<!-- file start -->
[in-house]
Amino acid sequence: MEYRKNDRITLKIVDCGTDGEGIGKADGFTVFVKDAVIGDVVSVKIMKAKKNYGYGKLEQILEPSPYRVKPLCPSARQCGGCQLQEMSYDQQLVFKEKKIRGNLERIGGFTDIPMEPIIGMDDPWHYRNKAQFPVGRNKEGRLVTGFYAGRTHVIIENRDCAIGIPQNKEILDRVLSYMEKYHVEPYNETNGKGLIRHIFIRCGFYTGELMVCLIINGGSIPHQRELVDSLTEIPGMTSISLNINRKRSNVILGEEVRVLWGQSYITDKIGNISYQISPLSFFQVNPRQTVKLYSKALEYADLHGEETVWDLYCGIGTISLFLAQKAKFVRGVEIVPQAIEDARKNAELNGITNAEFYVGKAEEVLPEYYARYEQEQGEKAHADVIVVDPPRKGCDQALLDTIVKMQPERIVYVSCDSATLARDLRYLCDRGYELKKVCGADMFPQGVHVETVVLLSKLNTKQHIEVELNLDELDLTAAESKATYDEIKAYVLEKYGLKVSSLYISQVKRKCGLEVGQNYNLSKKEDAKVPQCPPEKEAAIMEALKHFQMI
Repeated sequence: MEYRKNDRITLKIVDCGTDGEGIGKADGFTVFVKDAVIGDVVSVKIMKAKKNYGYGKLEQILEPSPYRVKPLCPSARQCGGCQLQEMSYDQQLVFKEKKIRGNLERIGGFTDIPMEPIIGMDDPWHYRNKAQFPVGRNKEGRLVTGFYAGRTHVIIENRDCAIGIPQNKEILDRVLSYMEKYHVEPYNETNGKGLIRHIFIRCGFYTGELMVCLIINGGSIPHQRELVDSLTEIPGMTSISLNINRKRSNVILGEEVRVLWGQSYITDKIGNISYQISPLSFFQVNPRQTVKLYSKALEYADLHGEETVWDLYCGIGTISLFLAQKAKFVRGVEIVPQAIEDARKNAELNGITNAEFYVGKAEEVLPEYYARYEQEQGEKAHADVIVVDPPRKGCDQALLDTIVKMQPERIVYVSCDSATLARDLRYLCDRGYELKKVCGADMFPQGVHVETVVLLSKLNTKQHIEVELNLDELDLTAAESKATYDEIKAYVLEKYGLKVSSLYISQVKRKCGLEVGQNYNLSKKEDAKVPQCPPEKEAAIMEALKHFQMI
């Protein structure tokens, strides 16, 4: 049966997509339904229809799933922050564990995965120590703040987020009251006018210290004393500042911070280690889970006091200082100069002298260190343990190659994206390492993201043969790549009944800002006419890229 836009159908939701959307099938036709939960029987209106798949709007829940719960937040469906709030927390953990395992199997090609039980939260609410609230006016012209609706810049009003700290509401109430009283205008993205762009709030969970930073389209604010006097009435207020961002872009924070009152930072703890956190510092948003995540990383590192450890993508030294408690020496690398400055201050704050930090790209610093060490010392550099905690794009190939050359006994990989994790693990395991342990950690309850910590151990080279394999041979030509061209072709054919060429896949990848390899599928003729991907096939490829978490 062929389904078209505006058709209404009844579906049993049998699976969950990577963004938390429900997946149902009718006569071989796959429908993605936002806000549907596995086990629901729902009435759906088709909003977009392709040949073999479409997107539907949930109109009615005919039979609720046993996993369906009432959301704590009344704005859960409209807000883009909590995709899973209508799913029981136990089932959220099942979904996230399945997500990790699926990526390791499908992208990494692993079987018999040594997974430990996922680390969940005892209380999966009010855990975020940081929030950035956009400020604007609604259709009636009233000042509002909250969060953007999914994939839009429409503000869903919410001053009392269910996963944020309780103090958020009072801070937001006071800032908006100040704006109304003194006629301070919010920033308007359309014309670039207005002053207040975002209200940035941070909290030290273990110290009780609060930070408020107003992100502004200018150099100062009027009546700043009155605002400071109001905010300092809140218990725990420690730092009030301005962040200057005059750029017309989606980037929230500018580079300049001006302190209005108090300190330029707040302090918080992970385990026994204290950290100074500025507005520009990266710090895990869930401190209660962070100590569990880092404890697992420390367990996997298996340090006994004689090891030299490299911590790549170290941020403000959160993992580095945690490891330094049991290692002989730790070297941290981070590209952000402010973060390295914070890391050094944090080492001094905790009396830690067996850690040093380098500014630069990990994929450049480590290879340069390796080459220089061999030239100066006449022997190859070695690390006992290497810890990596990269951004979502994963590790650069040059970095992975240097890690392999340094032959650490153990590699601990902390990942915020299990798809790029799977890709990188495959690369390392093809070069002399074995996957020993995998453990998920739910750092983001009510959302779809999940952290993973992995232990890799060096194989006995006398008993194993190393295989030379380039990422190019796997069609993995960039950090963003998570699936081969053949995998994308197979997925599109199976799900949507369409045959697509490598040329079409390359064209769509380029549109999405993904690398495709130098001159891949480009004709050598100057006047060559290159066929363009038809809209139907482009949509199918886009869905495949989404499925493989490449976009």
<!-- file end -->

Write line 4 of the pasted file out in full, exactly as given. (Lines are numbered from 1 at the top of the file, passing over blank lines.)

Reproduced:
């Protein structure tokens, strides 16, 4: 049966997509339904229809799933922050564990995965120590703040987020009251006018210290004393500042911070280690889970006091200082100069002298260190343990190659994206390492993201043969790549009944800002006419890229 836009159908939701959307099938036709939960029987209106798949709007829940719960937040469906709030927390953990395992199997090609039980939260609410609230006016012209609706810049009003700290509401109430009283205008993205762009709030969970930073389209604010006097009435207020961002872009924070009152930072703890956190510092948003995540990383590192450890993508030294408690020496690398400055201050704050930090790209610093060490010392550099905690794009190939050359006994990989994790693990395991342990950690309850910590151990080279394999041979030509061209072709054919060429896949990848390899599928003729991907096939490829978490 062929389904078209505006058709209404009844579906049993049998699976969950990577963004938390429900997946149902009718006569071989796959429908993605936002806000549907596995086990629901729902009435759906088709909003977009392709040949073999479409997107539907949930109109009615005919039979609720046993996993369906009432959301704590009344704005859960409209807000883009909590995709899973209508799913029981136990089932959220099942979904996230399945997500990790699926990526390791499908992208990494692993079987018999040594997974430990996922680390969940005892209380999966009010855990975020940081929030950035956009400020604007609604259709009636009233000042509002909250969060953007999914994939839009429409503000869903919410001053009392269910996963944020309780103090958020009072801070937001006071800032908006100040704006109304003194006629301070919010920033308007359309014309670039207005002053207040975002209200940035941070909290030290273990110290009780609060930070408020107003992100502004200018150099100062009027009546700043009155605002400071109001905010300092809140218990725990420690730092009030301005962040200057005059750029017309989606980037929230500018580079300049001006302190209005108090300190330029707040302090918080992970385990026994204290950290100074500025507005520009990266710090895990869930401190209660962070100590569990880092404890697992420390367990996997298996340090006994004689090891030299490299911590790549170290941020403000959160993992580095945690490891330094049991290692002989730790070297941290981070590209952000402010973060390295914070890391050094944090080492001094905790009396830690067996850690040093380098500014630069990990994929450049480590290879340069390796080459220089061999030239100066006449022997190859070695690390006992290497810890990596990269951004979502994963590790650069040059970095992975240097890690392999340094032959650490153990590699601990902390990942915020299990798809790029799977890709990188495959690369390392093809070069002399074995996957020993995998453990998920739910750092983001009510959302779809999940952290993973992995232990890799060096194989006995006398008993194993190393295989030379380039990422190019796997069609993995960039950090963003998570699936081969053949995998994308197979997925599109199976799900949507369409045959697509490598040329079409390359064209769509380029549109999405993904690398495709130098001159891949480009004709050598100057006047060559290159066929363009038809809209139907482009949509199918886009869905495949989404499925493989490449976009």